Phase II clinical studies

Phase II Clinical studies are conducted on a fairly large number of patients – 100 – 300 people (maybe up to 500). In addition to testing the efficacy and safety of the drug, this phase also aims to establish the optimal dosage and frequency of administration.

Stages of Clinical studies

Clinical studies of the second phase are usually carried out in 2 stages:

  • 2a – pilot or trial Clinical studies – are aimed at assessing the safety of the drug in patients suffering from a disease against which its action is directed.
  • 2b – controlled studies – are aimed at eliminating the influence of dependent or independent factors on the study results

This is achieved by creating control groups or special control, which can be of four types:

  • placebo control – prescription of a placebo (dummy medication) to the trial subject, which is no different from the real drug in its external and taste characteristics;
  • control of the baseline status – comparison of the data of the clinical examination of the trial subject before and after administration of the drug;
  • active control – addition to the test of a medicinal product with already established efficacy in the treatment of this disease;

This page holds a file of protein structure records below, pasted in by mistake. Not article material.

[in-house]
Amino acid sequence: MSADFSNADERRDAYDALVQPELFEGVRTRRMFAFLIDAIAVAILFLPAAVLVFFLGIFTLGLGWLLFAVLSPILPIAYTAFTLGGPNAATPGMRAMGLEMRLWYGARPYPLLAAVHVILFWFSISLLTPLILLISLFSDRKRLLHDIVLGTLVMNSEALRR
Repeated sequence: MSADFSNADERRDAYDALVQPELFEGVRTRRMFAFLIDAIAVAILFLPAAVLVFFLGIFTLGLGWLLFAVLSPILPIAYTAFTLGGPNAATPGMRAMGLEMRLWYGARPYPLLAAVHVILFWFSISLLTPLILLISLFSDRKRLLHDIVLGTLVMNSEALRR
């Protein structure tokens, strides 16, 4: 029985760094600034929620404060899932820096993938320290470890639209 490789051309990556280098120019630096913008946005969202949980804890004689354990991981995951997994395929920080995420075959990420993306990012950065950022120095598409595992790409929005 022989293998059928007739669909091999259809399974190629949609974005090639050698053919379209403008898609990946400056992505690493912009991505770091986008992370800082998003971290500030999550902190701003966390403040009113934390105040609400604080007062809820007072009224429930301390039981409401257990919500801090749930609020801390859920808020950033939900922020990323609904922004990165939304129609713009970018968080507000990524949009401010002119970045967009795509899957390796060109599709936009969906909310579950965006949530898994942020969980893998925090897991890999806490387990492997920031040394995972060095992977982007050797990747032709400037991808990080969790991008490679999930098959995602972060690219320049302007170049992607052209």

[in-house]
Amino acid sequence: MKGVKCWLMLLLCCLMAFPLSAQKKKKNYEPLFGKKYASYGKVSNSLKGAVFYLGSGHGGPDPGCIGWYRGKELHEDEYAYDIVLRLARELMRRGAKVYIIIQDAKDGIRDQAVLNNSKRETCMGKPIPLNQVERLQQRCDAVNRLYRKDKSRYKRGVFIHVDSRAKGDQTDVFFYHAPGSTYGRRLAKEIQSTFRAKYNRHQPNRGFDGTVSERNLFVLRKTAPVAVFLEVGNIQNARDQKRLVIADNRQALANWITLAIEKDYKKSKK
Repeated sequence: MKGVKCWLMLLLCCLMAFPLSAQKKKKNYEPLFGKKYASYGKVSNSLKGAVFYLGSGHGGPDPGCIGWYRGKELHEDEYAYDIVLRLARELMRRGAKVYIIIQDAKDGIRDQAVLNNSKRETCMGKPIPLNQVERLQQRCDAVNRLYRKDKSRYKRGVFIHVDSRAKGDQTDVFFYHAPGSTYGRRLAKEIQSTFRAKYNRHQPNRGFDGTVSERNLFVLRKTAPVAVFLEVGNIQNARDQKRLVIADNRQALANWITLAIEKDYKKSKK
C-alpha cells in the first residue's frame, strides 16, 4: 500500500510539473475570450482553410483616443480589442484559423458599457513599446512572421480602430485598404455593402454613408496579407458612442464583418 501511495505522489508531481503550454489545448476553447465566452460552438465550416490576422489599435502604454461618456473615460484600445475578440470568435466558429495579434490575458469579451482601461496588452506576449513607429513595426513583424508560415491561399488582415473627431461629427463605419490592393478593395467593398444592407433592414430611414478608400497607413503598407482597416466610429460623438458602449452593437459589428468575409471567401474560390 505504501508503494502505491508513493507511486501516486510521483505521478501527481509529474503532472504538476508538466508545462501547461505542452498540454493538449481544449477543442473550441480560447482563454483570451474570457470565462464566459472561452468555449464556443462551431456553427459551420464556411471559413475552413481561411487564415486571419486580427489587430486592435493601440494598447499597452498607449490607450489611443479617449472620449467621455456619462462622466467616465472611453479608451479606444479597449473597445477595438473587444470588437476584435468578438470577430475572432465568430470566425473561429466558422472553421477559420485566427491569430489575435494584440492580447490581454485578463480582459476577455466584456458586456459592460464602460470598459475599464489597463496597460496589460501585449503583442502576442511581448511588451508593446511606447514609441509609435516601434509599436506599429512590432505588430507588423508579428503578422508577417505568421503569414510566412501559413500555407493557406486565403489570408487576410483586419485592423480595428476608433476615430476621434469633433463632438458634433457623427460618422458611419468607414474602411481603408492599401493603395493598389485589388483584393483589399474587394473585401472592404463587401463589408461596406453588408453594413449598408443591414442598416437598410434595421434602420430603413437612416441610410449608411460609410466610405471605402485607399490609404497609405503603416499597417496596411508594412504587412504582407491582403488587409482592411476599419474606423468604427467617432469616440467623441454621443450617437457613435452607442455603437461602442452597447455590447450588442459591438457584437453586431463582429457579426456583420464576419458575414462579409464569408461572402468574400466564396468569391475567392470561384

• historical control – a comparison of the disease progression in trial subjects who use the drug, with historical records of the similar disease progression.

This control applies only when it is impossible to carry out other types of control.

Rate of Clinical studies awareness

According to the rate of awareness Clinical studies of the second phase can be:

  • completely open – all study participants know which drug they are getting;
  • blinded study – none of the patients knows which drug he is getting;
  • double-blinded study – neither the investigators nor the patients know which treatment any one study participant is getting;
  • triple- blinded study – trial subjects, investigators, statisticians don’t know which drug is getting each group.

Phase II Clinical studies are likely to have a comparative character. Usually, efficacy and safety indicators, the effect of different doses, the impact on the quality of life and the duration of remission are compared. Other drugs, placebo, or different doses of the same drug may be taken for comparison.